Consider those people you have found possessing large amounts of Enthusiasm; can you feel their intensity, frenzy, and eager interest? I have had this pleasure multiple times, in various locations across the world. My first experience was with a S. Korean business person riding the subway who was so excited to help and interested that I parted company with a feeling of desiring to be better as a person. From that day in 1995 to today, I have strived to capture the same level of Enthusiasm as this business person in gratitude for his kindness and example of Enthusiasm.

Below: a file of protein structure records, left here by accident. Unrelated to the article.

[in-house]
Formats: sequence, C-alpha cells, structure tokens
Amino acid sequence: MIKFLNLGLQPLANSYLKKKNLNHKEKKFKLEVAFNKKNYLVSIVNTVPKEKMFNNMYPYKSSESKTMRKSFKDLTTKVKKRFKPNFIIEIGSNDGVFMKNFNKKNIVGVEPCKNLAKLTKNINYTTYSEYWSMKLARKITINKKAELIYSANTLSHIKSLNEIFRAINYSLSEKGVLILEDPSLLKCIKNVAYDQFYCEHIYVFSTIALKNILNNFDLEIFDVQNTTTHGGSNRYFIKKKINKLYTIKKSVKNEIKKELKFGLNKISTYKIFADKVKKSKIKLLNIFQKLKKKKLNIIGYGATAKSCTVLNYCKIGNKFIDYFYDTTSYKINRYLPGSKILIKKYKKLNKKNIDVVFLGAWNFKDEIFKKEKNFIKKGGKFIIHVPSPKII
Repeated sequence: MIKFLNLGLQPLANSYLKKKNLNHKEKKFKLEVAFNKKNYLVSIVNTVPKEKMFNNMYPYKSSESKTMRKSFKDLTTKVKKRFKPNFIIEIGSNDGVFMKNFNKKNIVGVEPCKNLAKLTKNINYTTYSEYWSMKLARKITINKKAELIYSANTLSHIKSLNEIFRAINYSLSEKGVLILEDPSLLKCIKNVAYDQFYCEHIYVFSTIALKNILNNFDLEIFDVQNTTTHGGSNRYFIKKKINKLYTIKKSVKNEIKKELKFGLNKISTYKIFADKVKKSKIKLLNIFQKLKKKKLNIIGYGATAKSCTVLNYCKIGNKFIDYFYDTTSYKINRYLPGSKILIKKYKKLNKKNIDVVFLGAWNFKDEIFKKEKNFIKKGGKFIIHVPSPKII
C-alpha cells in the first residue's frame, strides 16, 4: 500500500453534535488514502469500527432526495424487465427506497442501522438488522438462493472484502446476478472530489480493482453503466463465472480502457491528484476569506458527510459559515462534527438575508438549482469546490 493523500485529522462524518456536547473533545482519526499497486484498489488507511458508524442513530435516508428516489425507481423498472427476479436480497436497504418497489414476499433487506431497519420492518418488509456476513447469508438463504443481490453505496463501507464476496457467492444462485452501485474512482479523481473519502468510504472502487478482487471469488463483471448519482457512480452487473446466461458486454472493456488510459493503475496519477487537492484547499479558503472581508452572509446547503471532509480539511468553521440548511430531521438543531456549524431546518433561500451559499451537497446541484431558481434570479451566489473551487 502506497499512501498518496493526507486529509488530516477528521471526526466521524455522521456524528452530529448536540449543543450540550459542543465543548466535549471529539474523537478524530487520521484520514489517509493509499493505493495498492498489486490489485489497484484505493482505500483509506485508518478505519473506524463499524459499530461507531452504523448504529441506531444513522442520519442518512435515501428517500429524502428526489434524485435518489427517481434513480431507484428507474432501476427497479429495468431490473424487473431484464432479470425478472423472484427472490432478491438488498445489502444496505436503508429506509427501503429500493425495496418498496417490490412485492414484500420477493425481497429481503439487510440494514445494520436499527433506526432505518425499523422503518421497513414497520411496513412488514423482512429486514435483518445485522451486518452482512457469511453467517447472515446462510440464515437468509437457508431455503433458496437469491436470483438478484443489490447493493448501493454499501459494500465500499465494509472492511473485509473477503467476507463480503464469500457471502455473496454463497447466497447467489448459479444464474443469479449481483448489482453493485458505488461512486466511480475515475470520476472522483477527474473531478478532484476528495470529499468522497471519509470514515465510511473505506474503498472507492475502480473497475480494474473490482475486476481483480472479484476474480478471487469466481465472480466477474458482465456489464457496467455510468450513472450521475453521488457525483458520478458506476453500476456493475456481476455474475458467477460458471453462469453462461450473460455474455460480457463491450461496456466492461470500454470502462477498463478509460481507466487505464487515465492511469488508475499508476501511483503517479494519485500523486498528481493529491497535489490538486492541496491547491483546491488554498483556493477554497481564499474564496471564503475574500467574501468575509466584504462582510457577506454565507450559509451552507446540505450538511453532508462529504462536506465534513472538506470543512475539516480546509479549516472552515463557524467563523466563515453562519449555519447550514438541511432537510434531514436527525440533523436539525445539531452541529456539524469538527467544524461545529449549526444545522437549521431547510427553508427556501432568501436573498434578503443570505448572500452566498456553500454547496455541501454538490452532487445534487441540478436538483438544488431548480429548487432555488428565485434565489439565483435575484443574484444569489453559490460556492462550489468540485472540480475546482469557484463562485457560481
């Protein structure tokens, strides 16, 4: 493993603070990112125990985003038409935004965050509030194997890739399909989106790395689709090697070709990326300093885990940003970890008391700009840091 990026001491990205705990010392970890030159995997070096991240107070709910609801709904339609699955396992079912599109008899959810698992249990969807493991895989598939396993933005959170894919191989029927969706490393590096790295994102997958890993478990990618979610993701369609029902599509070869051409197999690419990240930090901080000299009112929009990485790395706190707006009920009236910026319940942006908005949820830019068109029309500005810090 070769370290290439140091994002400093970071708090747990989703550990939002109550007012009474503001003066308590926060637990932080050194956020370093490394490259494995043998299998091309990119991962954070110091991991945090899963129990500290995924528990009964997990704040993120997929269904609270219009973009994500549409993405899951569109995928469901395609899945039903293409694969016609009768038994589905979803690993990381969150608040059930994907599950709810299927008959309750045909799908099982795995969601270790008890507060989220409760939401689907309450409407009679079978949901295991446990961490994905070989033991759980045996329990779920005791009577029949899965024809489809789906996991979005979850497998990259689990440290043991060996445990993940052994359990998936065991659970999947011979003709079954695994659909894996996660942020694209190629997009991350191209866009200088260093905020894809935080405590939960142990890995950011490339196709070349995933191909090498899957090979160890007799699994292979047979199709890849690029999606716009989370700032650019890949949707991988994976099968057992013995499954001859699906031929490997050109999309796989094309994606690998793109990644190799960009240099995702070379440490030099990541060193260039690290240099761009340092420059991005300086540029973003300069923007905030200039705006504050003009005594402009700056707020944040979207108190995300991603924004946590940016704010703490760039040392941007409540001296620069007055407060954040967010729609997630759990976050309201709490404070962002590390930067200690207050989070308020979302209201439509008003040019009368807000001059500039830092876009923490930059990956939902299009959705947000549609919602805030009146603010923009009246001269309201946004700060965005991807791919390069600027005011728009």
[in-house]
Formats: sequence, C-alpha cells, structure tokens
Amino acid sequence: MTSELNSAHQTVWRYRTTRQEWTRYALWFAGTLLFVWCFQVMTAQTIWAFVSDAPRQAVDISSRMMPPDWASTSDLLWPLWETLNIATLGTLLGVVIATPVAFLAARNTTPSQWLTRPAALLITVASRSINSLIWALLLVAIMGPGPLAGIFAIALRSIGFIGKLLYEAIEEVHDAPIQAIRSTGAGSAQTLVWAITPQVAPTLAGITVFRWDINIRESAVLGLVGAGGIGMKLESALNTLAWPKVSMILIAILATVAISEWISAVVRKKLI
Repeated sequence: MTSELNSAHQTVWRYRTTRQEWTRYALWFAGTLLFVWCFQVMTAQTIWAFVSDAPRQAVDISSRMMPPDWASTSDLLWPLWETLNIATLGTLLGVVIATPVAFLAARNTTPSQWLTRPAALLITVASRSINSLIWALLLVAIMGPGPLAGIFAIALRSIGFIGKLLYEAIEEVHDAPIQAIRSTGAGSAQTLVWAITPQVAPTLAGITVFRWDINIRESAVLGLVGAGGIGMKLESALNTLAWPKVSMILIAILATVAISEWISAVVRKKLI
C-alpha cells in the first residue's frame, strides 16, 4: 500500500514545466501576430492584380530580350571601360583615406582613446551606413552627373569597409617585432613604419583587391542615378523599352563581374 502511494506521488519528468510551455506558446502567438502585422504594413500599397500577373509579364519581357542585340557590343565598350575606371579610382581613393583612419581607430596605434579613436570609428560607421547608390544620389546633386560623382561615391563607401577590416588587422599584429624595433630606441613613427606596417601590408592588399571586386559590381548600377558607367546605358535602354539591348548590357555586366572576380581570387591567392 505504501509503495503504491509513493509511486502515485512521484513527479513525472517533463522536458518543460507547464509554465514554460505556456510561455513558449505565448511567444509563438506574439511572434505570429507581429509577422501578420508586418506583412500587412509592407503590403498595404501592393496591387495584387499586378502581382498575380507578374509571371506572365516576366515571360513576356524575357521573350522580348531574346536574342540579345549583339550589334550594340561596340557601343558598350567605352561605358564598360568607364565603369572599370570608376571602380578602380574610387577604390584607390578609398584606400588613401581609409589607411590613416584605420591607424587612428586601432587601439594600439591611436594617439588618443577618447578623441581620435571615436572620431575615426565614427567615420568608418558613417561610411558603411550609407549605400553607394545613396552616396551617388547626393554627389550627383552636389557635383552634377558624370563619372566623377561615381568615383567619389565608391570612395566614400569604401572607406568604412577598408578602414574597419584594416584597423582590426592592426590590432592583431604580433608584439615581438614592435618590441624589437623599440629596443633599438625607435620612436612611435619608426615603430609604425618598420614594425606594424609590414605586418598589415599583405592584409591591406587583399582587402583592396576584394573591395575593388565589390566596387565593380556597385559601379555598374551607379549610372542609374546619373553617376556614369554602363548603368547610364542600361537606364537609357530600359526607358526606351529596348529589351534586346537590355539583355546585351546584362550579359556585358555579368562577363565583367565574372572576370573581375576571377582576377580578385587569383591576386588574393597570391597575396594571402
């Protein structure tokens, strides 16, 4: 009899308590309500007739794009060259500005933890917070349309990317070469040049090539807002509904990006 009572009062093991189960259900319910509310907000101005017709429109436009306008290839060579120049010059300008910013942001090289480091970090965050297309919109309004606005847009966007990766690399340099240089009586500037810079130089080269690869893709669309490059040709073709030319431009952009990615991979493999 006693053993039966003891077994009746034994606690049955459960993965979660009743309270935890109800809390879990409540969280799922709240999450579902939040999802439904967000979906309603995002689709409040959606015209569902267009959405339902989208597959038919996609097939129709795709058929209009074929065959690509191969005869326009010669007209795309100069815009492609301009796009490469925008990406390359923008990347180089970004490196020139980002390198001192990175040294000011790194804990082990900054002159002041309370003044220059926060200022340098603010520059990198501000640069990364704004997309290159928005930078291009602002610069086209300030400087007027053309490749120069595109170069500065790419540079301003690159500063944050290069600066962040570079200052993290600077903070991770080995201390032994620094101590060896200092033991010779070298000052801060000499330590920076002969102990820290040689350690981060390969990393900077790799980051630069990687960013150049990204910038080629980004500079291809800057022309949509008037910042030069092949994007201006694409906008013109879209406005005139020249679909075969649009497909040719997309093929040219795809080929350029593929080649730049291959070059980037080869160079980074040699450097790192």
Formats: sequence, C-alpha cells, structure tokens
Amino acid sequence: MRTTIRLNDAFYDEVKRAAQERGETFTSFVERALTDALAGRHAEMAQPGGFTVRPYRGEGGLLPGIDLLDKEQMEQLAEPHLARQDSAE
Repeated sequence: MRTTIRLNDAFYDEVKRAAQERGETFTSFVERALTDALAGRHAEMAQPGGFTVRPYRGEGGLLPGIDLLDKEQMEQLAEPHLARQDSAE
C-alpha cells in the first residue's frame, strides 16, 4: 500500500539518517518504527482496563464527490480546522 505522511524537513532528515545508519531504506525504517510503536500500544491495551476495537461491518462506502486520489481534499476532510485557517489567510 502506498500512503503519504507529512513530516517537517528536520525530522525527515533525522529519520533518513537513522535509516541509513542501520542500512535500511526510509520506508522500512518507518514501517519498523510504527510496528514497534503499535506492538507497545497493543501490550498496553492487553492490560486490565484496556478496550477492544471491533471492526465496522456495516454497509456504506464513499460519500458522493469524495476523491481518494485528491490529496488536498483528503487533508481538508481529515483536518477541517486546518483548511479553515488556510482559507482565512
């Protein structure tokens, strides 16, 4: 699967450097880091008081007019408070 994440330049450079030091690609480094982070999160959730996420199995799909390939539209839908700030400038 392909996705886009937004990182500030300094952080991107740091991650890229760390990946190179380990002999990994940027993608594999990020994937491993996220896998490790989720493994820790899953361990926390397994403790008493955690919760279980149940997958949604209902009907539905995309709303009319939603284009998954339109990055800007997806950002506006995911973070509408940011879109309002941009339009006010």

What are you enthusiastic about?
Recently I was hired to be a data analyst for warehouses, and I sit as an advisor to the warehouse operations team to use data analysis to improve decision-making. I cannot describe in words how enthusiastic I am every day to wake up and learn something new about data analysis, the tools of database data mining, and keeping my boots dirty and hands greasy in operations. Ever since I got injured in the US Navy, I have tried to be what I knew, and the journey to this position has been great and dreadful, but each experience has improved how I think, and teach, to improve business operations. I finally feel I can positively contribute as a handicapped person to the world with this position, and this feeling is incredible!
What is Confidence?